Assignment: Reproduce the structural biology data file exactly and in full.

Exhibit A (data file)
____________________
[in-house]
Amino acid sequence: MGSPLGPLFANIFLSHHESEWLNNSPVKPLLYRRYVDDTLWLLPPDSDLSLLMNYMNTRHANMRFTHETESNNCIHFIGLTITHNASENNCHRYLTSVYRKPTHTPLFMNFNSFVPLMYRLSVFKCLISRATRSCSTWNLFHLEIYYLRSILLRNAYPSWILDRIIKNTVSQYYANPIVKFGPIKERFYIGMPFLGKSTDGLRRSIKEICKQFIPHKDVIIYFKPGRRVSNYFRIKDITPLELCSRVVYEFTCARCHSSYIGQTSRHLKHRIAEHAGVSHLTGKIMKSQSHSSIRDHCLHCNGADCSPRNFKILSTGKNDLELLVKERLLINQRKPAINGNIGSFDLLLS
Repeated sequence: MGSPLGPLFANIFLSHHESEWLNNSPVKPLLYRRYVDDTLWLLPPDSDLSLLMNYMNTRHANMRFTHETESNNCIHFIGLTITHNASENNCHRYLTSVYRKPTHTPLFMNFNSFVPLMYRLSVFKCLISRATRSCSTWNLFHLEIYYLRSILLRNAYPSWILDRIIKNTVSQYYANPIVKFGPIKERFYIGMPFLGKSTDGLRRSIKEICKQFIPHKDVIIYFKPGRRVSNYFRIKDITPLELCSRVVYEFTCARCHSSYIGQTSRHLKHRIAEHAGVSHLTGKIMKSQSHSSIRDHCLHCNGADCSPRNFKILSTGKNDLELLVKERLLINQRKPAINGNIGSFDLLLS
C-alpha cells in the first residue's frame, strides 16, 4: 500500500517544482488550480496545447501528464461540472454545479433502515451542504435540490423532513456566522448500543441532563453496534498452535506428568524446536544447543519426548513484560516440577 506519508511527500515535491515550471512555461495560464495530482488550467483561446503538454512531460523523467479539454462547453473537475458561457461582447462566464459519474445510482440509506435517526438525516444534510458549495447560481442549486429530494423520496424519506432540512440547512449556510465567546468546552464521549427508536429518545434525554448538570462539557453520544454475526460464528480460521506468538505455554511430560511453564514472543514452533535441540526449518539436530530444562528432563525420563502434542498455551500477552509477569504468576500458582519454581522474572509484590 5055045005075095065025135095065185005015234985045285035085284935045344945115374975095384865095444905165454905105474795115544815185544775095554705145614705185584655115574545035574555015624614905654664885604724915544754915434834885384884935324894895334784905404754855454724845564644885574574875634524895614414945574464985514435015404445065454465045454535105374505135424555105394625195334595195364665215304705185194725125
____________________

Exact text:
[in-house]
Amino acid sequence: MGSPLGPLFANIFLSHHESEWLNNSPVKPLLYRRYVDDTLWLLPPDSDLSLLMNYMNTRHANMRFTHETESNNCIHFIGLTITHNASENNCHRYLTSVYRKPTHTPLFMNFNSFVPLMYRLSVFKCLISRATRSCSTWNLFHLEIYYLRSILLRNAYPSWILDRIIKNTVSQYYANPIVKFGPIKERFYIGMPFLGKSTDGLRRSIKEICKQFIPHKDVIIYFKPGRRVSNYFRIKDITPLELCSRVVYEFTCARCHSSYIGQTSRHLKHRIAEHAGVSHLTGKIMKSQSHSSIRDHCLHCNGADCSPRNFKILSTGKNDLELLVKERLLINQRKPAINGNIGSFDLLLS
Repeated sequence: MGSPLGPLFANIFLSHHESEWLNNSPVKPLLYRRYVDDTLWLLPPDSDLSLLMNYMNTRHANMRFTHETESNNCIHFIGLTITHNASENNCHRYLTSVYRKPTHTPLFMNFNSFVPLMYRLSVFKCLISRATRSCSTWNLFHLEIYYLRSILLRNAYPSWILDRIIKNTVSQYYANPIVKFGPIKERFYIGMPFLGKSTDGLRRSIKEICKQFIPHKDVIIYFKPGRRVSNYFRIKDITPLELCSRVVYEFTCARCHSSYIGQTSRHLKHRIAEHAGVSHLTGKIMKSQSHSSIRDHCLHCNGADCSPRNFKILSTGKNDLELLVKERLLINQRKPAINGNIGSFDLLLS
C-alpha cells in the first residue's frame, strides 16, 4: 500500500517544482488550480496545447501528464461540472454545479433502515451542504435540490423532513456566522448500543441532563453496534498452535506428568524446536544447543519426548513484560516440577 506519508511527500515535491515550471512555461495560464495530482488550467483561446503538454512531460523523467479539454462547453473537475458561457461582447462566464459519474445510482440509506435517526438525516444534510458549495447560481442549486429530494423520496424519506432540512440547512449556510465567546468546552464521549427508536429518545434525554448538570462539557453520544454475526460464528480460521506468538505455554511430560511453564514472543514452533535441540526449518539436530530444562528432563525420563502434542498455551500477552509477569504468576500458582519454581522474572509484590 5055045005075095065025135095065185005015234985045285035085284935045344945115374975095384865095444905165454905105474795115544815185544775095554705145614705185584655115574545035574555015624614905654664885604724915544754915434834885384884935324894895334784905404754855454724845564644885574574875634524895614414945574464985514435015404445065454465045454535105374505135424555105394625195334595195364665215304705185194725125